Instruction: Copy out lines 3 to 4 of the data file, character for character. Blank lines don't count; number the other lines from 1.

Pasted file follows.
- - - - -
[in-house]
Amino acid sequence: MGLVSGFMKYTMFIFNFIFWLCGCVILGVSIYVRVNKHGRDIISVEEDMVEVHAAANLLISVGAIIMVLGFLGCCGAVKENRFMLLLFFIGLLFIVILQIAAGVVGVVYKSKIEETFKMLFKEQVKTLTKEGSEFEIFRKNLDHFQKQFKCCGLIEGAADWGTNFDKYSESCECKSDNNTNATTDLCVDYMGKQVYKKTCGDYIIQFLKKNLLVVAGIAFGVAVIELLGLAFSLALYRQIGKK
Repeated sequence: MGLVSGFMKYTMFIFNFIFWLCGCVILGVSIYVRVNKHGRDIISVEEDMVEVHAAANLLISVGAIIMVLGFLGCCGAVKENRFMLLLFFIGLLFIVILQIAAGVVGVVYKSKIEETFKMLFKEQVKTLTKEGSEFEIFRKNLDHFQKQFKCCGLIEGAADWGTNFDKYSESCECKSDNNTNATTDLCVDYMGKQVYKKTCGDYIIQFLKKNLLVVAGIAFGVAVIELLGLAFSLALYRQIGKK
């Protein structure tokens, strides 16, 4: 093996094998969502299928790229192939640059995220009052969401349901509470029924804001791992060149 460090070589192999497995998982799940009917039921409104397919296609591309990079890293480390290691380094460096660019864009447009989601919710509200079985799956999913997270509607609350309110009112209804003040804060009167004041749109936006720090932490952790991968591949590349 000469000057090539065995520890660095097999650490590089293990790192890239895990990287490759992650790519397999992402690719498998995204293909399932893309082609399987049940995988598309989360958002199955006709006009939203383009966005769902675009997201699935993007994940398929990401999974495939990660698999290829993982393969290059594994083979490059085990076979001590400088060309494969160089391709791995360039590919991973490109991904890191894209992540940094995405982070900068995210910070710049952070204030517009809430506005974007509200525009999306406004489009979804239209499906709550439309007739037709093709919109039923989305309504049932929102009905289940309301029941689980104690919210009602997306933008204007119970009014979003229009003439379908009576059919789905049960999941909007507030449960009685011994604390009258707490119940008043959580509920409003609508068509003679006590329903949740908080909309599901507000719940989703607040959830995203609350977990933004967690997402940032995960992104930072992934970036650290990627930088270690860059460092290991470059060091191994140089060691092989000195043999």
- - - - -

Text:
Repeated sequence: MGLVSGFMKYTMFIFNFIFWLCGCVILGVSIYVRVNKHGRDIISVEEDMVEVHAAANLLISVGAIIMVLGFLGCCGAVKENRFMLLLFFIGLLFIVILQIAAGVVGVVYKSKIEETFKMLFKEQVKTLTKEGSEFEIFRKNLDHFQKQFKCCGLIEGAADWGTNFDKYSESCECKSDNNTNATTDLCVDYMGKQVYKKTCGDYIIQFLKKNLLVVAGIAFGVAVIELLGLAFSLALYRQIGKK
């Protein structure tokens, strides 16, 4: 093996094998969502299928790229192939640059995220009052969401349901509470029924804001791992060149 460090070589192999497995998982799940009917039921409104397919296609591309990079890293480390290691380094460096660019864009447009989601919710509200079985799956999913997270509607609350309110009112209804003040804060009167004041749109936006720090932490952790991968591949590349 000469000057090539065995520890660095097999650490590089293990790192890239895990990287490759992650790519397999992402690719498998995204293909399932893309082609399987049940995988598309989360958002199955006709006009939203383009966005769902675009997201699935993007994940398929990401999974495939990660698999290829993982393969290059594994083979490059085990076979001590400088060309494969160089391709791995360039590919991973490109991904890191894209992540940094995405982070900068995210910070710049952070204030517009809430506005974007509200525009999306406004489009979804239209499906709550439309007739037709093709919109039923989305309504049932929102009905289940309301029941689980104690919210009602997306933008204007119970009014979003229009003439379908009576059919789905049960999941909007507030449960009685011994604390009258707490119940008043959580509920409003609508068509003679006590329903949740908080909309599901507000719940989703607040959830995203609350977990933004967690997402940032995960992104930072992934970036650290990627930088270690860059460092290991470059060091191994140089060691092989000195043999």